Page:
The term “seating element” in this context is meant to comprise any element that is adapted to support a human body, such as the seat and/or backrest of a chair, a sofa, a stool, a couch, a stretcher, or a bed. As such, the seating element according to the invention is particularly adapted for use in furniture for home or professional use.
 The term “tension element” is meant to comprise any structure that primarily transmits tensile forces and only to a substantially much lesser degree, or not at all, pressure or shearing forces. Such a tension element especially includes, among others, ropes, chains, wires, cords, strips, webbings, and belts.
 According to one advantageous embodiment seating element may be configured as a unitary piece, in which the ribs and the skin are integrally formed, e.g. by molding. This configuration provides a seating element that is easily and inexpensively to manufacture. In particular, such a unitary seating element may form both the seat and the back of a chair.
 Another feature of the invention is concerned with a shape adjustment means, which introduces a biasing force into the skeleton. The skeleton reacts to the biasing force by changing its shape. Additionally, the biasing force leads to a local change in the elasticity of the skeleton, as regions of the skeleton that have been deformed under the action of the biasing force, will be stiffer than regions, which have been unaffected by the biasing force. Thus, the shape adjustment means may be used to adjust the shape and elasticity characteristics of the skeleton to various needs, such as accommodating humans of different size and weight.
 In a further improvement, the shape adjustment means may make use of the tension element for transmitting the biasing force into the skeleton. For example, the tension element may be guided past and be deflected by the ribs. Due to the deflection, the tension element will introduce the biasing force into the ribs. Moreover, the tension element may also be connected with the skin and introduce the biasing force into the skin. Preferably, the biasing force is introduced into the skeleton in the area, where the ribs are connected with the skin. Thus, the biasing force will affect both the skin and the ribs.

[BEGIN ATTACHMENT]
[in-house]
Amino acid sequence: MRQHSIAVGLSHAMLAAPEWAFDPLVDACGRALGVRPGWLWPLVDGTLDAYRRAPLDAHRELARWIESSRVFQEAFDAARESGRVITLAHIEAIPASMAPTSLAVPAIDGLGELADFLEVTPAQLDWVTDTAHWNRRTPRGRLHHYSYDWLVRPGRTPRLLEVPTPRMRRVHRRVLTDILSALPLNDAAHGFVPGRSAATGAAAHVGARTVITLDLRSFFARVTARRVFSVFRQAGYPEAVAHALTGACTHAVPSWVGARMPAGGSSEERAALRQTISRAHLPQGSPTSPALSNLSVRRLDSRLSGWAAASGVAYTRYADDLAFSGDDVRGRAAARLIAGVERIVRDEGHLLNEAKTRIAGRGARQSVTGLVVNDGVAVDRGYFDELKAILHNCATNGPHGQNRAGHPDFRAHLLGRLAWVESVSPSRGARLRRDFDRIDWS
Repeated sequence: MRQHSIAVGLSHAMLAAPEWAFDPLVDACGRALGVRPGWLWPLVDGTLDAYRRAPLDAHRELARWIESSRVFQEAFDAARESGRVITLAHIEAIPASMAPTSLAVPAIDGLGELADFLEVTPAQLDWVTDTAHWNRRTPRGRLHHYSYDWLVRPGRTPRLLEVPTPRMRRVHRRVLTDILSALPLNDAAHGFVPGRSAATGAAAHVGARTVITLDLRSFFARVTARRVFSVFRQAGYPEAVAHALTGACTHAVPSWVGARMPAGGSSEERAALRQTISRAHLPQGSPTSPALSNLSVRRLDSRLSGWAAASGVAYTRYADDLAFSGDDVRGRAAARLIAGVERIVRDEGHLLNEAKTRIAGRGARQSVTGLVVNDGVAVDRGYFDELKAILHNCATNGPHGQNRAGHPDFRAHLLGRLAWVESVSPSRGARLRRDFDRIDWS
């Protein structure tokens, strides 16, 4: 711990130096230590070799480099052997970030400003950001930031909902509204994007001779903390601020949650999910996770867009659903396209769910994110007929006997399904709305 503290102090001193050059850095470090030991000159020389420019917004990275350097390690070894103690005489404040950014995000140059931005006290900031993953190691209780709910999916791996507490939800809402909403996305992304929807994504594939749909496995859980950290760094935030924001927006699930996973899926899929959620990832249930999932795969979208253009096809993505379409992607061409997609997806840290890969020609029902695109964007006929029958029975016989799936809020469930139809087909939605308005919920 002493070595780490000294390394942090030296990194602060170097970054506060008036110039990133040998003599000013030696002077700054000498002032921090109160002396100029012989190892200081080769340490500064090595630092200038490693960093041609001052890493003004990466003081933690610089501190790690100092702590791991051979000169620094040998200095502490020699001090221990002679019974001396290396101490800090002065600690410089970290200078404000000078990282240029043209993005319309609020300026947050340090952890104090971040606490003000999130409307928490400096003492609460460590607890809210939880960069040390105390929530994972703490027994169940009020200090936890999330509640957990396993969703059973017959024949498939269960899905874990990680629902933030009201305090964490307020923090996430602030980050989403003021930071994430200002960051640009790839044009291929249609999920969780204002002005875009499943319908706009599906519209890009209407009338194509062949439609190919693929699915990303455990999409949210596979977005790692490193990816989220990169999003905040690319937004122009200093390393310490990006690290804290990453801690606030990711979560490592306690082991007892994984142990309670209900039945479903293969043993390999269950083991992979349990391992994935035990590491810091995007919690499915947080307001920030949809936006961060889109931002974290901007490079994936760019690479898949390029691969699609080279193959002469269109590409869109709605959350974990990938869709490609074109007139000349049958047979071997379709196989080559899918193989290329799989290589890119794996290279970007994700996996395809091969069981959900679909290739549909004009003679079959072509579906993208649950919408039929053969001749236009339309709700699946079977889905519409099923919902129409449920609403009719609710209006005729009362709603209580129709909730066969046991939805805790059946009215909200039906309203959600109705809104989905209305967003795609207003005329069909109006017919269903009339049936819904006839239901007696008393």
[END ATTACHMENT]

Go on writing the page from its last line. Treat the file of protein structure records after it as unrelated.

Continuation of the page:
For the shape of the skeleton to simulate the shape of those human body parts that come into contact with the seating element, such as the spine and the buttocks, the tension element may be guided along a zigzagging way past a plurality of deflection points. This will lead to an S-shaped change in the contour of the skeleton if the tension element is loaded with a tensile force. To reduce friction, pulleys may be used at the points, where the tension element is deflected.
 In order to be able to fine-adjust the change of shape of the skeleton, a plurality of shape adjustment means may be provided, each one of them having a restricted region of influence, where the biasing force is introduced into the skeleton the shape of the skeleton is only locally affected.
 The shape adjustment means may also comprise other elements, such as fluid-filled pads. These pads may be inflatable to adjust their resiliency. Other pads may be filled with gel to increase comfort. The pads may extend through the support area to form a cushion-like support area.
 The seating element may be covered with leather or textile materials to further improve comfort.
 According to another feature of the invention, the seating element may comprise a biasing element oriented substantially along the diagonal of a section defined by two, not necessarily adjacent, ribs and the skin. This section may have a substantially rectangular cross-section.
 The biasing element introduces a biasing force along the diagonal into the skeleton. This leads to an improved load distribution of the seating force within the skeleton and to an improved stability of the skeleton. The biasing element may be a tension element transmitting only tensile forces, or a pressure element transmitting pressure, and if necessary, tensile forces.
 The features that are considered characteristic of the invention are set forth with particularity in the appended claims.
 The invention itself, however, both as to its design and its method of operation together with its objects and advantages will be best understood from the following description of illustrated embodiments when read in conjunction with the accompanying drawings wherein
FIG. 1 is a schematic representation of a first embodiment of a seating element according to the invention in a perspective view;
FIG. 2 is a detailed representation of a backrest of the seating element of FIG. 1 in a schematic and perspective view;
FIG. 3 is a schematic cross-sectional view of an alternative embodiment of a shape adjustment means for the seating element of FIGS. 1 and 2;